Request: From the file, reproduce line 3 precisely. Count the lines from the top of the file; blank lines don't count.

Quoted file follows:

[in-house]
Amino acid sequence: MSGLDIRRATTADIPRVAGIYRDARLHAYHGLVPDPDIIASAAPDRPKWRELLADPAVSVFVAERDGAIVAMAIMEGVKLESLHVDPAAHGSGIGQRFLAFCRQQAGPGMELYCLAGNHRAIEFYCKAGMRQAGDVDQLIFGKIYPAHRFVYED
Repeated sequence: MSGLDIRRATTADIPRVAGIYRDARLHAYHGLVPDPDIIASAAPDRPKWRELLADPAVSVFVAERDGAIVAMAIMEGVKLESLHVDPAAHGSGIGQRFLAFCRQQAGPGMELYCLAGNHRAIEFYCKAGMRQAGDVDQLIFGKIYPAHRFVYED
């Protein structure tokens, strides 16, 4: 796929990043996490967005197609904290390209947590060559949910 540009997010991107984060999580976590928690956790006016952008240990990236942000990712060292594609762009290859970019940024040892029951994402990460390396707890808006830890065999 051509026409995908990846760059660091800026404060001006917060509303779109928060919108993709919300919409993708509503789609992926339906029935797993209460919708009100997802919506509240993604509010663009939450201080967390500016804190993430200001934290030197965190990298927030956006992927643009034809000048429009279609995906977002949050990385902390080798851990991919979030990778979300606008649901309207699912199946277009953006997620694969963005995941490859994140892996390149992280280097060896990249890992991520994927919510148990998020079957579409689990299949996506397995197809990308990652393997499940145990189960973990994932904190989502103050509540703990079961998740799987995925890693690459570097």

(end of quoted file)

Repeated sequence: MSGLDIRRATTADIPRVAGIYRDARLHAYHGLVPDPDIIASAAPDRPKWRELLADPAVSVFVAERDGAIVAMAIMEGVKLESLHVDPAAHGSGIGQRFLAFCRQQAGPGMELYCLAGNHRAIEFYCKAGMRQAGDVDQLIFGKIYPAHRFVYED